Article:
In the hours and days that followed the initial call, Shirley and Rotolo said they experienced difficulty immediately after. However when it came to media coverage of the attack, they took different approaches.
“It was really hard to shut my brain off that night,” Rotolo said, noting he went to watch a hockey game after finishing his shift at Sunnybrook hospital.
“I found it kind of to be helpful to see some of the images on TV … everybody came together and it kind of gave me some closure. It was all hands on deck and everybody did exactly what they were called to do that day and everybody gave it their all.”
“Playing it through my head over again. We tend to think the event over, start to finish, over and over again just to make sure that we’ve done things right, that everything makes sense,” Shirley said while noting he tried to stay away from media reports.
“I knew [the coverage] would start to bring back those feelings and that I’d have to sleep eventually.”
An important resource for Toronto Paramedics staff that respond to traumatic events is an internal peer support team.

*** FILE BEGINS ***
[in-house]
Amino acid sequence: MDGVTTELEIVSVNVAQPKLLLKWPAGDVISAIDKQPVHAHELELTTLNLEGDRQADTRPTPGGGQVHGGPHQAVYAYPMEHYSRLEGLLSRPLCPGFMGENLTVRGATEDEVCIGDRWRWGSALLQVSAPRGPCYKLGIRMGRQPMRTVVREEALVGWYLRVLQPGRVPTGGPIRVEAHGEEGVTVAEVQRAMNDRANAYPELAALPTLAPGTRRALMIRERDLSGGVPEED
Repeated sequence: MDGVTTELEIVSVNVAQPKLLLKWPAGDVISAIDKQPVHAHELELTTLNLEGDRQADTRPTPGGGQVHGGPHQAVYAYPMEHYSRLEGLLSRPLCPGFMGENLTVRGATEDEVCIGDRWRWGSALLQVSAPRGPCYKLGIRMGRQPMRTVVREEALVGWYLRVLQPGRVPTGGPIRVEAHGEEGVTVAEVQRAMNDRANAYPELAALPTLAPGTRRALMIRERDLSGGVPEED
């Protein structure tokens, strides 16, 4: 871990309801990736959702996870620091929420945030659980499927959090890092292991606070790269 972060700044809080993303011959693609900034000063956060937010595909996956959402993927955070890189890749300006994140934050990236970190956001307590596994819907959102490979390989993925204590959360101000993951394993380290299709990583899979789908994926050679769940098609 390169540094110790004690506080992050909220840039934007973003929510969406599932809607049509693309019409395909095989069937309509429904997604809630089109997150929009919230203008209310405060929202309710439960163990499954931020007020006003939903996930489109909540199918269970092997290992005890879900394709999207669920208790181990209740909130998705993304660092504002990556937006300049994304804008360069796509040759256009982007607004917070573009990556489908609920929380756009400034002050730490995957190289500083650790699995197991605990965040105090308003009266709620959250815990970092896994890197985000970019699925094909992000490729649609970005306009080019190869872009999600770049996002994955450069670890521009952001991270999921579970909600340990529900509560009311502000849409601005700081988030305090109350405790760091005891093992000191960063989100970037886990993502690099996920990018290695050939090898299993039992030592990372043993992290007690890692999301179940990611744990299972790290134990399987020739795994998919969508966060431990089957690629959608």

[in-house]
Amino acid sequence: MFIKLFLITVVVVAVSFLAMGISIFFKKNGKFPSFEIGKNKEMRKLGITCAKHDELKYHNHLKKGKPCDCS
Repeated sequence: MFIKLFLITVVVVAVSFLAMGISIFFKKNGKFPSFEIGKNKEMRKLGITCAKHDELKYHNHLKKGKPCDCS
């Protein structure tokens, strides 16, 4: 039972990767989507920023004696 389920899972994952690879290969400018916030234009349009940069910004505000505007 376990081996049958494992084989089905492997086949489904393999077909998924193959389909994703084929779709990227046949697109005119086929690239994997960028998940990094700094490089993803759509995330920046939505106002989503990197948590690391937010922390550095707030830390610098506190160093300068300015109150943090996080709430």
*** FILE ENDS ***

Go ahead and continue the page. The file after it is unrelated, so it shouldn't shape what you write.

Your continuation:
David Laskovski, who normally works as a dispatcher, was off duty on April 23. However, his phone began to ring moments after emergency crews learned of the attack and he said he came in without hesitation to listen and help colleagues talk through what they experienced.
“We’ve never had our own safety sort of shaken the way it was, so people sort of had this sense of disbelief,” he said while recounting generally the conversations he had with coworkers.
Laskovski said he and others with the team spoke with their colleagues in the hours that followed. He said it was important that his colleagues knew there is support from the peer support network for those who experienced difficulties after responding that day.
“It makes them like they’re not alone and that they don’t have to suffer in silence alone,” he said.